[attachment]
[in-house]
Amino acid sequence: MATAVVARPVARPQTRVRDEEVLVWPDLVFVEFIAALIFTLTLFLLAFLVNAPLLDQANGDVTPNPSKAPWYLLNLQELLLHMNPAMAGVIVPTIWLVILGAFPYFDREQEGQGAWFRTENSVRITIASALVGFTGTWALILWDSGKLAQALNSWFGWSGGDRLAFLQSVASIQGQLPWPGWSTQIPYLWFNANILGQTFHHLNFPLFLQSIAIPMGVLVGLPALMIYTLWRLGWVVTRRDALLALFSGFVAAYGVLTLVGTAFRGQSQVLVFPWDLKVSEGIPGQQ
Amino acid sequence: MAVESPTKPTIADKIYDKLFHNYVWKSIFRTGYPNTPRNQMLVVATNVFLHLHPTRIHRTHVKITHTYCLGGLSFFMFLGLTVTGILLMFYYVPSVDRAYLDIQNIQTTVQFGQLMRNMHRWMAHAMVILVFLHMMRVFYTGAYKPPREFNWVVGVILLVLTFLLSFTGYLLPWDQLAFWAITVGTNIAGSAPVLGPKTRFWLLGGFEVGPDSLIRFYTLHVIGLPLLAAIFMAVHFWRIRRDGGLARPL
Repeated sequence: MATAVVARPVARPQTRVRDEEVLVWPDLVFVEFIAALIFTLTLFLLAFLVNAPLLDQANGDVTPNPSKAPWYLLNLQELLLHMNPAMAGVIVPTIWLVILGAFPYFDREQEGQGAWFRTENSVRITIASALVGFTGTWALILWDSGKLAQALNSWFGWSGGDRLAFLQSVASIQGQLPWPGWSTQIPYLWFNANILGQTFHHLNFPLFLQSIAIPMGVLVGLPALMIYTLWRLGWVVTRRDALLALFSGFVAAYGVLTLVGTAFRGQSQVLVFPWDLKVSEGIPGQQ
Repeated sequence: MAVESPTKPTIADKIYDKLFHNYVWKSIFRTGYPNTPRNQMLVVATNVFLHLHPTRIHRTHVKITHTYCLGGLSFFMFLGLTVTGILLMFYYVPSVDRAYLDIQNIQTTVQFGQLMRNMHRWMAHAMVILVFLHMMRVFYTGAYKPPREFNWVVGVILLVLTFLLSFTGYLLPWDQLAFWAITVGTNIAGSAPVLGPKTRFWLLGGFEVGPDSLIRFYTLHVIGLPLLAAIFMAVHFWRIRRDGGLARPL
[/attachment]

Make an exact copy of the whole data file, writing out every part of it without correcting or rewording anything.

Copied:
[in-house]
Amino acid sequence: MATAVVARPVARPQTRVRDEEVLVWPDLVFVEFIAALIFTLTLFLLAFLVNAPLLDQANGDVTPNPSKAPWYLLNLQELLLHMNPAMAGVIVPTIWLVILGAFPYFDREQEGQGAWFRTENSVRITIASALVGFTGTWALILWDSGKLAQALNSWFGWSGGDRLAFLQSVASIQGQLPWPGWSTQIPYLWFNANILGQTFHHLNFPLFLQSIAIPMGVLVGLPALMIYTLWRLGWVVTRRDALLALFSGFVAAYGVLTLVGTAFRGQSQVLVFPWDLKVSEGIPGQQ
Amino acid sequence: MAVESPTKPTIADKIYDKLFHNYVWKSIFRTGYPNTPRNQMLVVATNVFLHLHPTRIHRTHVKITHTYCLGGLSFFMFLGLTVTGILLMFYYVPSVDRAYLDIQNIQTTVQFGQLMRNMHRWMAHAMVILVFLHMMRVFYTGAYKPPREFNWVVGVILLVLTFLLSFTGYLLPWDQLAFWAITVGTNIAGSAPVLGPKTRFWLLGGFEVGPDSLIRFYTLHVIGLPLLAAIFMAVHFWRIRRDGGLARPL
Repeated sequence: MATAVVARPVARPQTRVRDEEVLVWPDLVFVEFIAALIFTLTLFLLAFLVNAPLLDQANGDVTPNPSKAPWYLLNLQELLLHMNPAMAGVIVPTIWLVILGAFPYFDREQEGQGAWFRTENSVRITIASALVGFTGTWALILWDSGKLAQALNSWFGWSGGDRLAFLQSVASIQGQLPWPGWSTQIPYLWFNANILGQTFHHLNFPLFLQSIAIPMGVLVGLPALMIYTLWRLGWVVTRRDALLALFSGFVAAYGVLTLVGTAFRGQSQVLVFPWDLKVSEGIPGQQ
Repeated sequence: MAVESPTKPTIADKIYDKLFHNYVWKSIFRTGYPNTPRNQMLVVATNVFLHLHPTRIHRTHVKITHTYCLGGLSFFMFLGLTVTGILLMFYYVPSVDRAYLDIQNIQTTVQFGQLMRNMHRWMAHAMVILVFLHMMRVFYTGAYKPPREFNWVVGVILLVLTFLLSFTGYLLPWDQLAFWAITVGTNIAGSAPVLGPKTRFWLLGGFEVGPDSLIRFYTLHVIGLPLLAAIFMAVHFWRIRRDGGLARPL